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Date:      Fri, 22 Jan 2010 22:57:36 -0500
From:      "b. f." <bf1783@googlemail.com>
To:        freebsd-questions@FreeBSD.org
Subject:   Re: make delete-old && make delete-old-libs
Message-ID:  <d873d5be1001221957n26a11672m881e93625cb4152c@mail.gmail.com>

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Matthew Seaman wrote:
>mikel king wrote:
>> I had a system that was royally borked after upgrading and completing
>> these steps a few years ago. Ever since I have always skipped these
>> steps. Has anyone else experienced any issues with these two steps?
>

What do you mean by "borked"?  If you mean that you had to temporarily
take it out of service while you rebuilt ports and other software, and
adjusted configuration files, well, that is probably to be expected
during a major upgrade.

>make delete-old-libs can cause you much wailing and gnashing of teeth
>if you do it too soon, but usually only when you're doing a major version
>upgrade.  In those circumstances, unless you're careful, all or large
>parts of your software installed from ports will cease to work.  Delete
>the old libraries only once you've finished reinstalling all of your ported software. Major >version upgrades are one of the few times when there will
>be old shlibs to consider deleting, so this is a rare event.

On the whole, I think it is better to remove all of the old files,
libraries, and ports first, and only then rebuild in a clean sandbox,
rather than run the risk of including an old header or linking to an
old base system library that will soon be discarded.  In any event, if
you must keep old ports around, at least temporarily, in most cases
you can still use them if you have the appropriate COMPAT_FREEBSD?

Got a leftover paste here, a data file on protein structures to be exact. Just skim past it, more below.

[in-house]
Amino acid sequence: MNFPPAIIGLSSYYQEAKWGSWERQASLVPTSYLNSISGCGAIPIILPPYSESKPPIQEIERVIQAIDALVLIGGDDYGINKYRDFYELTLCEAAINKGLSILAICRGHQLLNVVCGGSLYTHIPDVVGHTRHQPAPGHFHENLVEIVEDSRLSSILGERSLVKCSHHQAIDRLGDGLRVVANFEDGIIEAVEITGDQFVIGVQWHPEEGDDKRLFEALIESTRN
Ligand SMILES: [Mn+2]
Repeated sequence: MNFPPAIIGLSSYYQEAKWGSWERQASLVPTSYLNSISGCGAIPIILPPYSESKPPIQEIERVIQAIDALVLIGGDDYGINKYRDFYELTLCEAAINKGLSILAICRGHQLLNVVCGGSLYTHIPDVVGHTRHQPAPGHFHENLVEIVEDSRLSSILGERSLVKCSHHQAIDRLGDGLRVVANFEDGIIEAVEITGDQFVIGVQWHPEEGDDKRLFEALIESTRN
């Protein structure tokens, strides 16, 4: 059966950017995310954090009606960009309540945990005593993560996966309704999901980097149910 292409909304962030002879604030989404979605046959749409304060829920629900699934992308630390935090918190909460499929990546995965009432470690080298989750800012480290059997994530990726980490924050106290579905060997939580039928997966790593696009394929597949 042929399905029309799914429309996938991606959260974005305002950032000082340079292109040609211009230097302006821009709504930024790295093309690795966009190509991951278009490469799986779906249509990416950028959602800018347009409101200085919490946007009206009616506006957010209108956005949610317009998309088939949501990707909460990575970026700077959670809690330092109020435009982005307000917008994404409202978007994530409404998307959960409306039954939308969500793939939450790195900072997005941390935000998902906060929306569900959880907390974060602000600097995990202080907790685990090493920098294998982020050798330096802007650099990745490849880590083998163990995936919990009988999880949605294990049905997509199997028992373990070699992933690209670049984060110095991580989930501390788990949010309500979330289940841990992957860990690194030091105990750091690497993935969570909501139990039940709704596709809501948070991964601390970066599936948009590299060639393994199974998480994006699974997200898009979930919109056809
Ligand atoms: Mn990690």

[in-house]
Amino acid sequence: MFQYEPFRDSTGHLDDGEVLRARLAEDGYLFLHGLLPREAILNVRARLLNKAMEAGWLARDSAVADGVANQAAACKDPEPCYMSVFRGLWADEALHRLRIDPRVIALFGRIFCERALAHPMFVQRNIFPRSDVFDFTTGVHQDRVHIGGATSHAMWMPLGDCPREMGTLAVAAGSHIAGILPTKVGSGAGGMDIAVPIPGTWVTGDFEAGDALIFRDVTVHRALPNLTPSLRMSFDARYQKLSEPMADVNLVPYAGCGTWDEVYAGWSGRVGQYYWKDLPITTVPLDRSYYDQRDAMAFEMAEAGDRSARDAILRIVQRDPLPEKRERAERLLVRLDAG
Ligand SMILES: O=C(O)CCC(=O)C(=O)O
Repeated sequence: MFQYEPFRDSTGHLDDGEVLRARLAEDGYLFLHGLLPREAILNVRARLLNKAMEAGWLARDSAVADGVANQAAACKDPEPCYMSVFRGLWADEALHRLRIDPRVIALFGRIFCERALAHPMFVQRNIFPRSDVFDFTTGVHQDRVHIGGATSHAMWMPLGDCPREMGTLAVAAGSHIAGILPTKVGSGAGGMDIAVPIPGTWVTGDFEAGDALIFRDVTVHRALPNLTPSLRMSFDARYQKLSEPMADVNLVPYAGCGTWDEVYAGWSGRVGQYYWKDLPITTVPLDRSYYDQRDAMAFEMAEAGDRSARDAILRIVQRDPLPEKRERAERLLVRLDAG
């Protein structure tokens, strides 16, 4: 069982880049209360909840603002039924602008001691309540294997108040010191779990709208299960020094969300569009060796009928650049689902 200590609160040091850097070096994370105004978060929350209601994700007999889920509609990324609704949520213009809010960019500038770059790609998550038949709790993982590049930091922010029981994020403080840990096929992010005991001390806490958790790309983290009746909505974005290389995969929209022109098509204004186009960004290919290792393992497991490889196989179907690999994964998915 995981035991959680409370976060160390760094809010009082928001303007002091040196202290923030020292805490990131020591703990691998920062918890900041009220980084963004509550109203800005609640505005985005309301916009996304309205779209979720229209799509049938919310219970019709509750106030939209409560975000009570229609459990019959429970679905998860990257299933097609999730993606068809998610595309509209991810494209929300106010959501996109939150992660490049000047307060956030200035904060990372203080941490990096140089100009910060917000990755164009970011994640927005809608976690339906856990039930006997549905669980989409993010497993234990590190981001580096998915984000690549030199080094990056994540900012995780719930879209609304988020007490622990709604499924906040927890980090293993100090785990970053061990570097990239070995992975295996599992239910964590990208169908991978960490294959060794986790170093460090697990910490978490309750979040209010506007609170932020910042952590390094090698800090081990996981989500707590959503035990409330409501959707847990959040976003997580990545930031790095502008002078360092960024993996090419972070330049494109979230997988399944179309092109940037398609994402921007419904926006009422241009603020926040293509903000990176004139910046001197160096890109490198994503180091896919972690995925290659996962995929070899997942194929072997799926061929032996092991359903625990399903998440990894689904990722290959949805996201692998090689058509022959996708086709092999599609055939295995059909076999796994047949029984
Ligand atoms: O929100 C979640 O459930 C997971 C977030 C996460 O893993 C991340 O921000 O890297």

options in your kernel, and the corresponding misc/compat?x ports
installed.  And for other cases you can use libmap.conf(5).  So you
may as well run make delete-old-libs before rebuilding ports.


>
>make delete-old can theoretically cause you grief if you overwrite bits
>of the base system from ports and set corresponding WITHOUT_FOO flags in
>/etc/src.conf.  On the whole, having ports overwrite base is something to
>be avoided unless you have very good reason to do it.
>

Indeed.

>Whether this will sting you or not is an interesting question: it depends
>on developers adding files and directories to the list of old items
>conditionally on defining WITHOUT_FOO type flags in /etc/src.conf.  While
>this has the intuitively attractive behaviour that doing a buildworld cycle removes the >unwanted programs or libraries, unfortunately it doesn't stop
>there.  It will remove your carefully installed ported software the following
>time you do a buildworld cycle.  For this reason, settings in src.conf
>do not generally affect the list of old files and directories nowadays.

This is wrong: they often do.  To see if the files you have may be
affected by options in src.conf, look at
/usr/src/tools/build/mk/OptionalObsoleteFiles.inc, or run 'make
check-old'. And if you are using -CURRENT, be aware that this file is
now being updated.

In any event, make-delete-old-[libs] is interactive, if you have not
defined BATCH_DELETE_OLD_FILES, and you can choose to prevent some
files from being removed on the command-line.  And of course, you are
not obliged to run these targets, but you are probably better off
doing so, or cleaning your base system by other means, to avoid
pollution.  If you've files or links in directories normally reserved
for the base system that you want to preserve, you could just write a
script to use find(1) to look for files, directories, or links that
are older than your freshly-installed files in these directories,
ignore those you want to keep, and delete the rest.  Some parts of the
base system, particularly some header files, are installed with old
timestamps, but you can just run make installworld again after running
your script, and your base system will be then be clean and
up-to-date.


b.



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